WE’VE COMPILED THE TIPS WE BELIEVE WILL HELP YOU MOST IN GETTING YOUR LOGBOOK HOURS UP AND PREPARE YOU FOR YOUR DRIVING TEST.
Before taking a driving test, you need to have recorded 120 hours of driving. While this may seem dauntingly systematic and tedious, it’s crucial that you complete all of the 120 hours not just to do the driving test but to improve your driving.
Luckily, there are many different ways you can get those hours in. These tips will not only help you quickly and consistently get your hours in, but will make sure you do them in the most efficient way possible.
Driving Lessons With An LTrent Instructor
Every hour of a driving lesson that you do with an LTrent instructor grants you an additional 2 hours towards your logbook. Hence, 1 hour with one of our driving instructors counts as 3 logbook hours.*
This caps at 10 driving instructor hours (30 logbook hours). But you can easily record 30 hours into your logbook simply just by booking with us!
Get My Bonus Driving Instructor Hours Now
Buy My 10 Lesson Package Now
*Only available in NSW
Safer Drivers Course*
Once you’ve driven over 50 hours, you’re eligible to do the Safer Drivers Course — which gives you 20 logbook hours upon completion.
It’s a combined theoretical and practical course where the course is broken down into two parts:
- Discussion — 3 hour discussion with our facilitator and other learner drivers on how to reduce risks while driving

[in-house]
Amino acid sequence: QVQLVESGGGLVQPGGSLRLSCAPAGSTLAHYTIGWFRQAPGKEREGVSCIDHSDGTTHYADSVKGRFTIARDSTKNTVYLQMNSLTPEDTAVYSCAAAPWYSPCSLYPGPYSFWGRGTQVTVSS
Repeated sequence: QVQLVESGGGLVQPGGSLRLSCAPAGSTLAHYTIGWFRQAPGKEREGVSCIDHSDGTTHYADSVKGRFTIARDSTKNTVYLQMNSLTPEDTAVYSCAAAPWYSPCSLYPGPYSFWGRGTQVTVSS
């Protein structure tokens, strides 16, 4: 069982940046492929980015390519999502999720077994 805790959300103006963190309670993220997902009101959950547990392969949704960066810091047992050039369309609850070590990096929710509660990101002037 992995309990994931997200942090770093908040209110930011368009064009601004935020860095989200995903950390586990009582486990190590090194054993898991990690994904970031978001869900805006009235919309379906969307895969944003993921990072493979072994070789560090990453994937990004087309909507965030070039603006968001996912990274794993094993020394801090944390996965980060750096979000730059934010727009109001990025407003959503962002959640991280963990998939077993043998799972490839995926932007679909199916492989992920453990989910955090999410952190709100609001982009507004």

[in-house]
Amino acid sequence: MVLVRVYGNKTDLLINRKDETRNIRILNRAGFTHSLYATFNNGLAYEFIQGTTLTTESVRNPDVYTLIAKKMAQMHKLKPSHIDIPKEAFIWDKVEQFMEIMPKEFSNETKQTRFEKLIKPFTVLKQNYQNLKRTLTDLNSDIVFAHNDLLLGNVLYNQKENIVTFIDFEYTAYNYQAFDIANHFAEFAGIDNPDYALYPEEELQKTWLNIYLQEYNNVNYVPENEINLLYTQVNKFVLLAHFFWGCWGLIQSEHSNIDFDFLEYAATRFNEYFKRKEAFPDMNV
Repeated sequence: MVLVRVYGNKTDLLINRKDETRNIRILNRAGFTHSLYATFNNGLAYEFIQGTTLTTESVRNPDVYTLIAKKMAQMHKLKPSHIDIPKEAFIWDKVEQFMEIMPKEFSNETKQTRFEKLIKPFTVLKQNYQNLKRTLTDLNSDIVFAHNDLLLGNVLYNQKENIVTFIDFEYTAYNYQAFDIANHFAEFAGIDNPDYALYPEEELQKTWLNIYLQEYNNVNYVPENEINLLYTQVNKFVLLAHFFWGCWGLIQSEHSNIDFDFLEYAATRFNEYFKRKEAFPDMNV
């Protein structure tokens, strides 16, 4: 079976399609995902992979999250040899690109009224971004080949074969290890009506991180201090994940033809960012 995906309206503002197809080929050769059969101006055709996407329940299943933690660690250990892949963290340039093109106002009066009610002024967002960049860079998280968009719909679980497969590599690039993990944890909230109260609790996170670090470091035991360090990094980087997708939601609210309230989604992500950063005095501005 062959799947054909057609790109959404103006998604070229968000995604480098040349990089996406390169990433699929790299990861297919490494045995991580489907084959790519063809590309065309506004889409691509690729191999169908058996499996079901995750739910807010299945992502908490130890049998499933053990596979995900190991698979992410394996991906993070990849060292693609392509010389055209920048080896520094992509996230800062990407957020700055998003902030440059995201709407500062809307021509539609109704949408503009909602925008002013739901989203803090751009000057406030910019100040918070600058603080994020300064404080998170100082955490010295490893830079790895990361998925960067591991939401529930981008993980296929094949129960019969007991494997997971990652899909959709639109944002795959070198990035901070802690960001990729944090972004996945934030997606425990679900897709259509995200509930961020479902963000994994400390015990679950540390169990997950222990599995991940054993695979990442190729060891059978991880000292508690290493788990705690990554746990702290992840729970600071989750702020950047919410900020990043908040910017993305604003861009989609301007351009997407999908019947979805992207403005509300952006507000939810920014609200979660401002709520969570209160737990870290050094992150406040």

- Coaching — 2 hour in-vehicle coaching session where you’ll be paired with another learner as well as a coach in order to practice safe driving techniques and behaviours
*Only available in NSW
If you’re just starting to drive and you’re not too excited, you might find it hard to make time to drive. This is natural as with making any changes in your life. But if you drive consistently, driving can become an effortless habit.
Just like how you brush your teeth as soon as you wake up, if you set aside a consistent time to drive you’ll be able to find the motivation to drive easily.
Habits start with a trigger before the routine is acted out. In the brushing teeth example, the trigger is waking up and the routine is the act of brushing your teeth.
The routine that we want to practice is driving. Here are examples of triggers you can add to your life:
- Finishing school
- Waking up on the weekend
- Completing your homework
Right after the trigger is set off, you go into your driving routine. Creating a consistent routine to drive will drastically help you get your logbook hours up by reducing your resistance towards driving.
Drive When You Practically Can
Along with committing consistently, you can also drive whenever it is practical for you.
A key thing to remember is that if you regularly get driven by a full licence driver, you can swap places with them and drive instead.
For example, if you usually get driven by your parents, swap places with them. If your friend drives to the shops with you every week, swap places with them. If you get picked up by your parents after you hang out with your friends, swap places with them.
This tip is extremely easy to implement because it doesn’t involve much change in your life. Although, if you’re going to be driving in someone else’s car, make sure they’re okay with it and that you have your L plates and learner licence.